Jake Gyllenhaal, Michael Pena give depth to gritty police drama 'End of Watch'
Michael Pena, left, and Jake Gyllenhaal in a scene from VVS Films' 'End of Watch.'
Published Friday, September 21, 2012 8:13AM EDT
“End of Watch”
Richard’s Review: 3 1/2 stars
The lives of LAPD cops have been the stuff of TV shows and movies for years. So how do you lend some interest to the story of two South Central patrol cops? By not telling a story, that’s how.
Jake Gyllenhaal and Michael Peña play Officers Taylor and Zavala, patrol cops in Los Angeles’ tough South Central neighborhood. A routine traffic stop turns into something bigger when they confiscate money and guns from a cartel member. “Be careful,” they’re warned by a senior officer. “You just tugged on the tail of a snake that’s going to turn around and bite you.”
“End of Watch” is all buildup. The movie spends 90 minutes introducing its characters, giving us a sense of the dynamic between Taylor and Zavala as they bust chops and solve crimes. We learn about the mundane work-a-day nature of policing. “Policing is all about comfortable footwear,” we’re told. We also discover that these guys are trouble magnets. Not since Angela Landsbury starred in “Murder She Wrote” have fictional characters had such a knack for being on the scene where some crime has just happened.
It takes a while to warm to the “story’s” episodic nature. Director David Ayer specializes in L.A. cop dramas, having written “Training Day” and “S.W.A.T.” He also directed “Street Kings.”
Ayer eschews traditional storytelling for character study. Through a loosely related series of scenes we learn about the sense of love, honour and loyalty shared by these cops. Once you allow yourself to be drawn into the performances and the chemistry of the lead actors, you’ll be sucked in straight through to the film’s exciting conclusion.
The beginning of this movie is tough, however, and its first half-hour is stagey. Having a character film part of the movie has been done to death and adds a level of artificiality to this film. The Barf-O-Matic hand-held camera work adds a sense of immediacy to the action scenes, but it’s overused and it is sometimes hard to tell what is happening. Take out the wobbly camera and no one would miss it.
Also, it’s hard to discuss the end of this film without spoiling it for moviegoers. Let’s just say the movie goes from jovial to gritty and back to jovial again. I didn’t love it, but Hollywood seems to be allergic to tragic endings. Ayer finds a way to circumvent that and stay true to his gritty vision for this story.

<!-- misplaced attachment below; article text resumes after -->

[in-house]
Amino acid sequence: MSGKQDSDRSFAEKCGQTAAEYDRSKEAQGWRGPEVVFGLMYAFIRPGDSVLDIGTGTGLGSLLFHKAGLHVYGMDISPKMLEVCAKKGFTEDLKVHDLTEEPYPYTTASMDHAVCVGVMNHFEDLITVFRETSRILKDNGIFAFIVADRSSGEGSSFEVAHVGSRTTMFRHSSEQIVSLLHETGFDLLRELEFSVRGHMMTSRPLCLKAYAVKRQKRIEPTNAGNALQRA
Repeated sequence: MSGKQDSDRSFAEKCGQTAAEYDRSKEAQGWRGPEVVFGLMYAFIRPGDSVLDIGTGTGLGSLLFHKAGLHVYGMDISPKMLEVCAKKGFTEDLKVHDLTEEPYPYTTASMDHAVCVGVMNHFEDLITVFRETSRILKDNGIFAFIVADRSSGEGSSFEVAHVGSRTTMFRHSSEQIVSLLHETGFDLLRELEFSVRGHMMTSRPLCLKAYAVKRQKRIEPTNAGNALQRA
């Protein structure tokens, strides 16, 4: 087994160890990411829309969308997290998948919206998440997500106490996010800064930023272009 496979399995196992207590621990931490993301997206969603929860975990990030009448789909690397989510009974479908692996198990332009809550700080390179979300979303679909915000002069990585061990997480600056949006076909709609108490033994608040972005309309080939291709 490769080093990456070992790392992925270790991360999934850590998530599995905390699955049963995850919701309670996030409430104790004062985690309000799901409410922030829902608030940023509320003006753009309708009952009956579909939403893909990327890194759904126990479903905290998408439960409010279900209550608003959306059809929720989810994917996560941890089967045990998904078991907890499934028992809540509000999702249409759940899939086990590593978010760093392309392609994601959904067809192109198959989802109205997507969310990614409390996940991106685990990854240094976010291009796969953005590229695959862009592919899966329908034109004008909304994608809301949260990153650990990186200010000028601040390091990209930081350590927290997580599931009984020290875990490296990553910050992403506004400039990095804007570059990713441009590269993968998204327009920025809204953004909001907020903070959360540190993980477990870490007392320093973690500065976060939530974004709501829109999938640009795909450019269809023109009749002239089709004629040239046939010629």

Despite an unnecessary coda, “End of Watch” works because of the naturalistic performances and the climax.
Richard’s Review: 4 1/2 stars
It’s impossible to deny the correlation between “The Master” and the origins of Scientology. No story about a mid-century mystic starting a religion based on science fiction could avoid the comparison, but Tom Cruise and John Travolta don’t have to boycott the film. Director Paul Thomas Anderson simply uses the birth of the religion as a backdrop for a study in extreme behaviour focusing on two troubled men, Lancaster Dodd (Philip Seymour Hoffman) and Freddie Quell (Joaquin Phoenix).
Quell, a WWII vet with a taste for gut-rot hooch and post-traumatic stress disorder drifts through life until he meets Dodd, a self-described "writer, doctor, nuclear physicist, theoretical philosopher [and] hopelessly inquisitive man." Dodd is the godhead of a new movement called The Cause, which aims at maximizing human potential. His disciples believe his mix of sci-fi and religion. They also believe that it will rid them of past trauma, and call him the Master.
Quell is invited to join the group with the welcome, “Leave your worries for a while. They'll be there when you get back. Your memories aren't invited." The bewildered sailor agrees, becoming a pet project for Dodd, who “processes” him to cleanse his past lives and free his spirit. What follows is a beautifully choreographed ballet of loyalty, deceit and betrayal, with Quell and Dodd taking turns leading the dance.
Giving away too much more isn’t fair to the movie or the viewer. The relationship between these men is complex. It’s doctor-patient, father-son and almost oedipal in its nature. It’s been suggested that Quell is a Tyler Durden character -- he doesn’t exist except as a manifestation of the rage that Dodd manages to keep in check most of the time. I don’t buy that. They may be two sides of the same coin, but they are definitely two different people.
As Quell Phoenix is a raw twitching nerve, part Brando, part Bukowski. He’s restless, disturbed and feral. The kind of man who enjoys drinking a home brew made from paint thinner, picking fights and crying when he thinks of lost love. Emotionally damaged, Quell is unpredictable and Phoenix embodies him throughout this film. It’s an astonishing, revelatory performance that recalls “Raging Bull” era De Niro.